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As far as I can tell, Clojure's recur is backed by the compiler whereas in other lisps it is implemented at a lower level.

As I read, this wouldn't be a "general" TCO. Aside from the obvious (a keyword + checking are needed), is in any way recur less powerful?

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AFAIK it is not possible to support indirect (co-recursive) TCO with recur; the call-stack is still done via the JVM. Similarly call-cc can't be done because the JVM doesn't support it and clojure doesn't implement it's own [stackless] call-stack (I think DrSchema did?) which would make it incompatible with Java classes. –  user166390 Apr 16 '12 at 5:50
    
Thanks for the answer. What would that imply at a practical level (e.g. better performance, being able to express more forms of recursion)? –  vemv Apr 16 '12 at 5:55
    
"Playing nicely on the JVM" and being able to interop. with Java (and other languages). Scala has similar ... "restrictions" :-) –  user166390 Apr 16 '12 at 5:55
    
As far as I know, clj plays rather nice on the JVM! Feel free to expand your point as an answer. –  vemv Apr 16 '12 at 6:01
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Yes, it does. And this is why recur is done how it is: with "compiler magic". Otherwise clojure would need to live/run inside it's own VM/call-stack in the JVM -- which would pretty much ruin a good chunk of interoperability -- that had some form of stackless/modifiable support. The JVM just doesn't work that way. –  user166390 Apr 16 '12 at 6:22
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up vote 2 down vote accepted

recur only supports tail-recursion optimization, which is a subclass of general TCO. Clojure also supports mutual or indirect recursion through trampoline.

EDIT Also, I think general TCO was expected to land in JVM with Java 7 and recur was meant as a temporary solution. Then Oracle happened. I've mixed that with Project Lambda's (adding closures in Java) schedule

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Would we have to bother trampolining if there was general TCO? –  vemv Apr 17 '12 at 10:12
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@vemv, no. Trampolining exist to handle another common case (but less so than direct recursion) of TCO, but TCO is more general than that. It's actually quite easy conseptually: all it says is, that if a function A is calling a function B and then all it does is return back the result of B to A's caller, it can just "jump" to B instead of "calling" B, and B will return directly to A's caller. Tail recursion is the same optimization, but only when A is calling itself. –  ivant Apr 17 '12 at 11:27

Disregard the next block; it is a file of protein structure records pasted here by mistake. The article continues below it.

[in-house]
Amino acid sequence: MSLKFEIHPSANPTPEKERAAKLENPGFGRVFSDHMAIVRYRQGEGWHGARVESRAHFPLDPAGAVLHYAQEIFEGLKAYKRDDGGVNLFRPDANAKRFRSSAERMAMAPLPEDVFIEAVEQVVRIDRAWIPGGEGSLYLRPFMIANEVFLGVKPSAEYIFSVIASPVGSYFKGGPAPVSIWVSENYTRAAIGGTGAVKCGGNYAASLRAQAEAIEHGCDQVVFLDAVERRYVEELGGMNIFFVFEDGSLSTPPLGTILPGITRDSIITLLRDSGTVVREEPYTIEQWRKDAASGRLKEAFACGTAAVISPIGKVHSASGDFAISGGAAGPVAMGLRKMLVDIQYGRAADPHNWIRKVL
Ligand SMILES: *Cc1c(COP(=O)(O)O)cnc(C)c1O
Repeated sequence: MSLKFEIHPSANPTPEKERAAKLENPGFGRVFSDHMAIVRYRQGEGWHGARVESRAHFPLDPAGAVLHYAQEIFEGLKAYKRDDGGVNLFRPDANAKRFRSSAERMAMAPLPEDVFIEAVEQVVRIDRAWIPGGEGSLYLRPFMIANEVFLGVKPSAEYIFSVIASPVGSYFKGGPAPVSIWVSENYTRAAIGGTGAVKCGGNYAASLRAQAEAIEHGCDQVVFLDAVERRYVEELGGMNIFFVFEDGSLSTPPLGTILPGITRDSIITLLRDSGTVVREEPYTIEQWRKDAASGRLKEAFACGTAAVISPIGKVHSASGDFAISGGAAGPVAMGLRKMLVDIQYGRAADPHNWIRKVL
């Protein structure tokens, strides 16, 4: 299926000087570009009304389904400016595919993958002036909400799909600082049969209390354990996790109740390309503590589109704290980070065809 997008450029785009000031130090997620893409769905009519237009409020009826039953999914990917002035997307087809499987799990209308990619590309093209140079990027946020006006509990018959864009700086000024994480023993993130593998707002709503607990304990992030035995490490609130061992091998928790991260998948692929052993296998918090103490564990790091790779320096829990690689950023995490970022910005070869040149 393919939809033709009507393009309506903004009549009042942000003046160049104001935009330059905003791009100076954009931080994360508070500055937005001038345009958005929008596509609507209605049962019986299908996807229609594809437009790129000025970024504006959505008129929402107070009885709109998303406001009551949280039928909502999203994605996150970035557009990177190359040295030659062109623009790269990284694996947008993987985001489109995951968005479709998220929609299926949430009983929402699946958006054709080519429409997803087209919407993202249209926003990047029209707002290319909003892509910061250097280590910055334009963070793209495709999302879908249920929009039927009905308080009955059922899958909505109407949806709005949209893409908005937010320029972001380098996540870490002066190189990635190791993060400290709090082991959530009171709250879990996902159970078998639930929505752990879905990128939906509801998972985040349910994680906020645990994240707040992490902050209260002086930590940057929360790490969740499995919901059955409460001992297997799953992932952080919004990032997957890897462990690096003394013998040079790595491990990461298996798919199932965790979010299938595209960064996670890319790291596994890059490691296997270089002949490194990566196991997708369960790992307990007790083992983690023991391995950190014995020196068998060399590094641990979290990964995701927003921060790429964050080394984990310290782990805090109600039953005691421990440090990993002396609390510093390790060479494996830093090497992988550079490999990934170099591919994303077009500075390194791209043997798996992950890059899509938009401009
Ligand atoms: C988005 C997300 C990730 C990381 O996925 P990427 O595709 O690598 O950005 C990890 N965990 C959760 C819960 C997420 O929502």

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(continued) With trampolining, you call trampoline and instruct it to call function A. A returns to trampoline with instruction to call B. B can then instruct trampoline to call A or something else. Thus, the indirect caller (A, B) is removed from the stack and only trampoline stays there. It works, but it requires cooperation from all participants, so it's not as general and as elegant as general TCO. –  ivant Apr 17 '12 at 11:30
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Any reference about "I think general TCO was expected to land in JVM with Java 7" part ? If not, it should be edited out. –  Skeptic Apr 18 '12 at 21:13
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@Skeptic I haven't realized this is Wikipedia ;) Anyway, I've checked and it seems that I mixed Project Lambda's schedule with that, so I'll remove this part from my answer. Thanks for spotting this. –  ivant Apr 19 '12 at 7:10
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recur differs slightly from full TCO in that recur works with both loops and functions and does not do some of the things that a full implementation of TCO would. The philosophical backing for this is to make the special part look special as opposed to silently optimizing a uniform syntax.

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this is misleading; recur is significantly less powerful than tco as explained in other answers. –  andrew cooke Apr 17 '12 at 12:16
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I did not say it was more powerful, it does less and is more obvious about it. –  Arthur Ulfeldt Apr 17 '12 at 20:09
    
hmmm. by my reading "differs ... because" implies that the difference is that "recur works both...". i guess it's just unfortunate phrasing. –  andrew cooke Apr 17 '12 at 20:36
    
fixed, thanks for pointing that out. –  Arthur Ulfeldt Apr 18 '12 at 21:09
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